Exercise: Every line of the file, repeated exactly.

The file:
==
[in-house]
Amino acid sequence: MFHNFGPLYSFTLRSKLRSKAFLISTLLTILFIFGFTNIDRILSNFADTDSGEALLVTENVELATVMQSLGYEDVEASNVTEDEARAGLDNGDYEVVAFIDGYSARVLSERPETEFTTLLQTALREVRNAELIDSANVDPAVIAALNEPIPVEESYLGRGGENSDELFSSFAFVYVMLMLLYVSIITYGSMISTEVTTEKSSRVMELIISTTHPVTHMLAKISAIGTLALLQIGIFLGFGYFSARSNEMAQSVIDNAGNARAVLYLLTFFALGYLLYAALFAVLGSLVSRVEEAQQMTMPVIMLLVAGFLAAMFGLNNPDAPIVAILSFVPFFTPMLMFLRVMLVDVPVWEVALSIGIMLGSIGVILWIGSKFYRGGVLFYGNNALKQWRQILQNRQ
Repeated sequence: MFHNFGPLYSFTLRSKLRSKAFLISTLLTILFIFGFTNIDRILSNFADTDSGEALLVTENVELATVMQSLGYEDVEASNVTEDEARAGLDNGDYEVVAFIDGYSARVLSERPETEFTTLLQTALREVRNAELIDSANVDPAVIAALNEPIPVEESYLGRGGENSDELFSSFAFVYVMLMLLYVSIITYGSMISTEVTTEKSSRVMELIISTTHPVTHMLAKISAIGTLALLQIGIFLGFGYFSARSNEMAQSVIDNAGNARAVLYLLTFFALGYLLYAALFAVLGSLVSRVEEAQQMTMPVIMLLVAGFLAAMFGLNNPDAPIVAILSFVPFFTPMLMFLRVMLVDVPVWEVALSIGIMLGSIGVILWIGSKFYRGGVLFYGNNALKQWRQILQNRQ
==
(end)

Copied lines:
[in-house]
Amino acid sequence: MFHNFGPLYSFTLRSKLRSKAFLISTLLTILFIFGFTNIDRILSNFADTDSGEALLVTENVELATVMQSLGYEDVEASNVTEDEARAGLDNGDYEVVAFIDGYSARVLSERPETEFTTLLQTALREVRNAELIDSANVDPAVIAALNEPIPVEESYLGRGGENSDELFSSFAFVYVMLMLLYVSIITYGSMISTEVTTEKSSRVMELIISTTHPVTHMLAKISAIGTLALLQIGIFLGFGYFSARSNEMAQSVIDNAGNARAVLYLLTFFALGYLLYAALFAVLGSLVSRVEEAQQMTMPVIMLLVAGFLAAMFGLNNPDAPIVAILSFVPFFTPMLMFLRVMLVDVPVWEVALSIGIMLGSIGVILWIGSKFYRGGVLFYGNNALKQWRQILQNRQ
Repeated sequence: MFHNFGPLYSFTLRSKLRSKAFLISTLLTILFIFGFTNIDRILSNFADTDSGEALLVTENVELATVMQSLGYEDVEASNVTEDEARAGLDNGDYEVVAFIDGYSARVLSERPETEFTTLLQTALREVRNAELIDSANVDPAVIAALNEPIPVEESYLGRGGENSDELFSSFAFVYVMLMLLYVSIITYGSMISTEVTTEKSSRVMELIISTTHPVTHMLAKISAIGTLALLQIGIFLGFGYFSARSNEMAQSVIDNAGNARAVLYLLTFFALGYLLYAALFAVLGSLVSRVEEAQQMTMPVIMLLVAGFLAAMFGLNNPDAPIVAILSFVPFFTPMLMFLRVMLVDVPVWEVALSIGIMLGSIGVILWIGSKFYRGGVLFYGNNALKQWRQILQNRQ